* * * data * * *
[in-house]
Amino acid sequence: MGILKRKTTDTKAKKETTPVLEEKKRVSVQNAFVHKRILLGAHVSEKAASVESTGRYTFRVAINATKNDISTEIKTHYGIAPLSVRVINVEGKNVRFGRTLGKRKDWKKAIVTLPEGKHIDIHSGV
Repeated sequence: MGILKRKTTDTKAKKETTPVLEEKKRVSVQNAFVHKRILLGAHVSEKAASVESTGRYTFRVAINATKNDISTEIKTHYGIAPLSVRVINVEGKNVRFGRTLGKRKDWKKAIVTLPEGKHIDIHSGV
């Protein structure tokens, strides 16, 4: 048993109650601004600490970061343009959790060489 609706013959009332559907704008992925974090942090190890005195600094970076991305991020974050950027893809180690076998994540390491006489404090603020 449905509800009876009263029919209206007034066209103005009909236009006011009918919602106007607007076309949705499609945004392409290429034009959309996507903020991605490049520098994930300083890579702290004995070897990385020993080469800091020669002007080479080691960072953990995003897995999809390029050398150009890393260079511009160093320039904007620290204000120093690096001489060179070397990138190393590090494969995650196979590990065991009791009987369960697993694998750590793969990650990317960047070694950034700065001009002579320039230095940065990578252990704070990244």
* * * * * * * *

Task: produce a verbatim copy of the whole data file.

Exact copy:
[in-house]
Amino acid sequence: MGILKRKTTDTKAKKETTPVLEEKKRVSVQNAFVHKRILLGAHVSEKAASVESTGRYTFRVAINATKNDISTEIKTHYGIAPLSVRVINVEGKNVRFGRTLGKRKDWKKAIVTLPEGKHIDIHSGV
Repeated sequence: MGILKRKTTDTKAKKETTPVLEEKKRVSVQNAFVHKRILLGAHVSEKAASVESTGRYTFRVAINATKNDISTEIKTHYGIAPLSVRVINVEGKNVRFGRTLGKRKDWKKAIVTLPEGKHIDIHSGV
């Protein structure tokens, strides 16, 4: 048993109650601004600490970061343009959790060489 609706013959009332559907704008992925974090942090190890005195600094970076991305991020974050950027893809180690076998994540390491006489404090603020 449905509800009876009263029919209206007034066209103005009909236009006011009918919602106007607007076309949705499609945004392409290429034009959309996507903020991605490049520098994930300083890579702290004995070897990385020993080469800091020669002007080479080691960072953990995003897995999809390029050398150009890393260079511009160093320039904007620290204000120093690096001489060179070397990138190393590090494969995650196979590990065991009791009987369960697993694998750590793969990650990317960047070694950034700065001009002579320039230095940065990578252990704070990244």